The other wrinkle in the tech tree is the presence of the affinity system. Based on what technologies you research you are rewarded with affinity points that enable you to choose upgrades to your military units and unlock new quests. The three different types of affinity points are defined as a desire to merge humanity with the alien flora and fauna found on this planet, a desire to mould this planet into the spitting image of Earth, and a desire to take the best of alien’s, humanity, and our technology and use that to create a super species. I of course am a big fan of the hybrid super species tree but that led to quite a few problems for me. The other civilizations will play attention to what your affinity is and harass you diplomatically and occasionally start wars with you if your affinity differs too much from theirs.
Looking at diplomacy in a broader sense the system is much the same as it was in Civ V. But the AI has been re-tuned to be more rational, unless that’s not what you want in which case the AI can act crazy as well. But on the balance I found AI players are far less annoying than they were in Civ V. Perhaps even to docile as they didn’t immediately declare war on me when they saw that I was building a space antenna to win the game. But tuning AI to meet the expectations of players is a difficult task and Beyond Earth seems to have found a good balance.
City states, now called stations, have also seen a makeover in Beyond Earth and are now mostly trading partners more than anything else. You can no longer buy their admiration through diplomacy and cash payments but you can choose the attributes of the station that settle closest to your civilization. I would go so far as to say that stations are far less important in Beyond Earth than city states were in Civ V; to the point where I mostly ignore them.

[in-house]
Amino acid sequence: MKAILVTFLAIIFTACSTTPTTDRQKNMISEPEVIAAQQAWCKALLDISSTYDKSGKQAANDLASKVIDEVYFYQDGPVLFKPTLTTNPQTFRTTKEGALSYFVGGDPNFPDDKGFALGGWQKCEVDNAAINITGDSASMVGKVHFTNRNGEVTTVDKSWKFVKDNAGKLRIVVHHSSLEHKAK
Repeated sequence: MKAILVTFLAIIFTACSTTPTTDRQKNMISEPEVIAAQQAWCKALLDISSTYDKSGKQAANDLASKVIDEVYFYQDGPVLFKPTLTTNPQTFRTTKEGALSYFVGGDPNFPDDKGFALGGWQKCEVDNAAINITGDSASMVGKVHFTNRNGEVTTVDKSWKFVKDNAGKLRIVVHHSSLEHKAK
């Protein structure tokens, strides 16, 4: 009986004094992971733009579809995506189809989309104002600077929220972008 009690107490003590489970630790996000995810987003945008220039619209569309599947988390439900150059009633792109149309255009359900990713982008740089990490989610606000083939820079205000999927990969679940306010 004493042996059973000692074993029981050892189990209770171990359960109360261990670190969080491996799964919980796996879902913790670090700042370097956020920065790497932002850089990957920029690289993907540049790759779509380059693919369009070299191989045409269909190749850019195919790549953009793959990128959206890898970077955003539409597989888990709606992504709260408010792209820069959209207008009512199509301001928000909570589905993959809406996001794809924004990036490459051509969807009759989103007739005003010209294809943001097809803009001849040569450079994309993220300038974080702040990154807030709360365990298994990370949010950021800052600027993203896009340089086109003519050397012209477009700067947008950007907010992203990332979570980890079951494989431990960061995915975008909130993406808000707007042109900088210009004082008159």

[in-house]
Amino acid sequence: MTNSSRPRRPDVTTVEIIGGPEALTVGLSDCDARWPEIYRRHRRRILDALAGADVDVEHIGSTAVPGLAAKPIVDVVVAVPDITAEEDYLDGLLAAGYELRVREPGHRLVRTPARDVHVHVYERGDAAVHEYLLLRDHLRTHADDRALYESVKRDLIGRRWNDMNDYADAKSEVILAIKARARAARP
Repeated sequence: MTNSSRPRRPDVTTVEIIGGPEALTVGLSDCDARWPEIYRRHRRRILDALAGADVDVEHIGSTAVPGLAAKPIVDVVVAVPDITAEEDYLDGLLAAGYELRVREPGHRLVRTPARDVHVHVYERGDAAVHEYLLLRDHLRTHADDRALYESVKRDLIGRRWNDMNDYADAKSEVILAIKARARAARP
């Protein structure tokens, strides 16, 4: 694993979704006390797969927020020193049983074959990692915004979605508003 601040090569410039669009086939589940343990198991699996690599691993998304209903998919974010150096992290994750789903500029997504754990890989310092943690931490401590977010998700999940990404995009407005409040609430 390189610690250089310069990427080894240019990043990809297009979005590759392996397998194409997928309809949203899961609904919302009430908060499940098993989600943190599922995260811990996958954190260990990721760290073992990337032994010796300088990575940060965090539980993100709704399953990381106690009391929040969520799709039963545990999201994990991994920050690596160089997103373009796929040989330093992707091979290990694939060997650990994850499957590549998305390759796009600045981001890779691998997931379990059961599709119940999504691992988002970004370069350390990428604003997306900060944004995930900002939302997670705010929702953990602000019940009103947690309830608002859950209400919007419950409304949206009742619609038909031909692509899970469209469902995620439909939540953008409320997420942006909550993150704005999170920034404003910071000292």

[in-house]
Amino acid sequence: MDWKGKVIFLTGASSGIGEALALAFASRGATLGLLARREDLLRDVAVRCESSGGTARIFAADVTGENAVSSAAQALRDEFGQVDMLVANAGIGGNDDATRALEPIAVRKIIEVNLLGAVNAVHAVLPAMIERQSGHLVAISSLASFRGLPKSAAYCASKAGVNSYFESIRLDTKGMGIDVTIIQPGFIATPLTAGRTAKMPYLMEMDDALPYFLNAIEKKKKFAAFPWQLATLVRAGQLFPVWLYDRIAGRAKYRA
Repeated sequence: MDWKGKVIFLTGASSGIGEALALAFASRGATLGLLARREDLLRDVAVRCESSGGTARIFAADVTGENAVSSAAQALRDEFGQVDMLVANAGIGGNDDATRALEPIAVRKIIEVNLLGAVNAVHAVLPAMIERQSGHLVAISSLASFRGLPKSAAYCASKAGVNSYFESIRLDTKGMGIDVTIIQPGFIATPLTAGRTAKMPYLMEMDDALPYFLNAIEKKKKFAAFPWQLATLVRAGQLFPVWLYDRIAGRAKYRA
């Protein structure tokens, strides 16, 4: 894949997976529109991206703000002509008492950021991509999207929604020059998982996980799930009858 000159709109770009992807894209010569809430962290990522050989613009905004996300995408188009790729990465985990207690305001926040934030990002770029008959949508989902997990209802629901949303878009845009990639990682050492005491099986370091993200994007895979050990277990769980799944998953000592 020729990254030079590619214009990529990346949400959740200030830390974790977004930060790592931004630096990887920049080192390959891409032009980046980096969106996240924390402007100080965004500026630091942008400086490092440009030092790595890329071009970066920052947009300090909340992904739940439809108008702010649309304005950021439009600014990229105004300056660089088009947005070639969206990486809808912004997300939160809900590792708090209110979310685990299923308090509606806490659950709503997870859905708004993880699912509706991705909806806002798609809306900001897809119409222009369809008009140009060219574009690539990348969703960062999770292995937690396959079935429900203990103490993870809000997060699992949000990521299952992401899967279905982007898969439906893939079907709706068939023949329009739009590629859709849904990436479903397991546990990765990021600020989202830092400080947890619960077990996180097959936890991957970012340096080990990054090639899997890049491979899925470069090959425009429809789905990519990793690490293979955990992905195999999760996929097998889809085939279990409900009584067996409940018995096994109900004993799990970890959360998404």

The pacing of Beyond Earth is similar to that of Civ V and an average game will take a little over 300 turns with eight players. Like all strategy games there is a palpable slow down between turns as the game goes along and the AI’s turns are calculated. Subjectively the slowdown is smaller in Beyond Earth but its presence remains and it is my biggest problem with Civilization-style games as it incentivizes me to leave and go do something else while it works itself out. When, or if, Firaxis ever manages to solve this performance problem prepare to find me rejoicing out in the streets.
Speaking of performance; Civilization: Beyond Earth is a Gaming Evolved title and for the sake of transparency we want you to know that we received a pre-release copy of the game from AMD through Steam so we could conduct our testing for this review. We also tested this game on a PC build on Intel’s Core i7-5960X on Gigabyte’s X99-UD7 motherboard with RAM and water-cooling from Corsair and a reference Radeon R9 290X send to us by AMD.
We tested Beyond Earth on the Ultra present with at 1080P with 8x MSAA and V-sync disabled.
We were expecting to see a small performance bump from using Mantle based on the graphs that AMD supplied in its reviewers guide. Much to our surprise though using Mantle doubled and nearly doubled minimum and average frame rates respectively. It’s important to note that frame rates were measured using the lowest performance slice of Beyond Earth’s built-in late game benchmark. Thus these numbers are as close to a pathological worst case scenario as you’re going to get and as always your mileage may vary. With all of that said it appears that Mantle really unlocks the rendering bottleneck present in DirectX 11. We probably shouldn’t be surprised though as Civ games are almost always CPU hogs and Mantle is designed to free up resources on just that. Subjectively and with Vsync off, there was less stuttering and tearing using the Mantle version of Beyond Earth.
It’s also worth noting that Mantle is drastically more power efficient than DirectX 11. It also has significantly more consistant power draw numbers. Such a pattern could alude to Mantle doing a better job of keeping our R9 290X fed than DirectX 11.
At the end of the day Civilization: Beyond Earth is a great game and it’s clear that it makes good use of AMD’s Mantle API.S|A